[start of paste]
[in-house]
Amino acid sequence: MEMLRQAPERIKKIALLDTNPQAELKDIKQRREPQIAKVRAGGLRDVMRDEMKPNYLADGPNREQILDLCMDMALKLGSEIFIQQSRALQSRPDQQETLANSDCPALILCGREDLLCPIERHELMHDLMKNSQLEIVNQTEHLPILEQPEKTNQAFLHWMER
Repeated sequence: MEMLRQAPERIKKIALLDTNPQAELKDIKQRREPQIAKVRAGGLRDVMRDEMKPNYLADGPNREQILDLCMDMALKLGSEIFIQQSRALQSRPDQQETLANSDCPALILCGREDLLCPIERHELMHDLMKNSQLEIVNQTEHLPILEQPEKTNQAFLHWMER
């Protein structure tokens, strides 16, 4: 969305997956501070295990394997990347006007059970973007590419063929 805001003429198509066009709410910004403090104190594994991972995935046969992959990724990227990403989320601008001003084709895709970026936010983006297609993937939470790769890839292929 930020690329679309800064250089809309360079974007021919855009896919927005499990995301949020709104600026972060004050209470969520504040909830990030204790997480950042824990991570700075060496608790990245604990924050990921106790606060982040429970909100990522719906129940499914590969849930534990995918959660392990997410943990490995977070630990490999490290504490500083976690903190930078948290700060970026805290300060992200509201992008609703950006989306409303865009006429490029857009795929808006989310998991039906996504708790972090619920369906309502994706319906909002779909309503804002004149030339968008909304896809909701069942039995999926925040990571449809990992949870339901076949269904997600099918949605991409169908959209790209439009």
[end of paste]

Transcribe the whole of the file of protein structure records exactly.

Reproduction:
[in-house]
Amino acid sequence: MEMLRQAPERIKKIALLDTNPQAELKDIKQRREPQIAKVRAGGLRDVMRDEMKPNYLADGPNREQILDLCMDMALKLGSEIFIQQSRALQSRPDQQETLANSDCPALILCGREDLLCPIERHELMHDLMKNSQLEIVNQTEHLPILEQPEKTNQAFLHWMER
Repeated sequence: MEMLRQAPERIKKIALLDTNPQAELKDIKQRREPQIAKVRAGGLRDVMRDEMKPNYLADGPNREQILDLCMDMALKLGSEIFIQQSRALQSRPDQQETLANSDCPALILCGREDLLCPIERHELMHDLMKNSQLEIVNQTEHLPILEQPEKTNQAFLHWMER
């Protein structure tokens, strides 16, 4: 969305997956501070295990394997990347006007059970973007590419063929 805001003429198509066009709410910004403090104190594994991972995935046969992959990724990227990403989320601008001003084709895709970026936010983006297609993937939470790769890839292929 930020690329679309800064250089809309360079974007021919855009896919927005499990995301949020709104600026972060004050209470969520504040909830990030204790997480950042824990991570700075060496608790990245604990924050990921106790606060982040429970909100990522719906129940499914590969849930534990995918959660392990997410943990490995977070630990490999490290504490500083976690903190930078948290700060970026805290300060992200509201992008609703950006989306409303865009006429490029857009795929808006989310998991039906996504708790972090619920369906309502994706319906909002779909309503804002004149030339968008909304896809909701069942039995999926925040990571449809990992949870339901076949269904997600099918949605991409169908959209790209439009």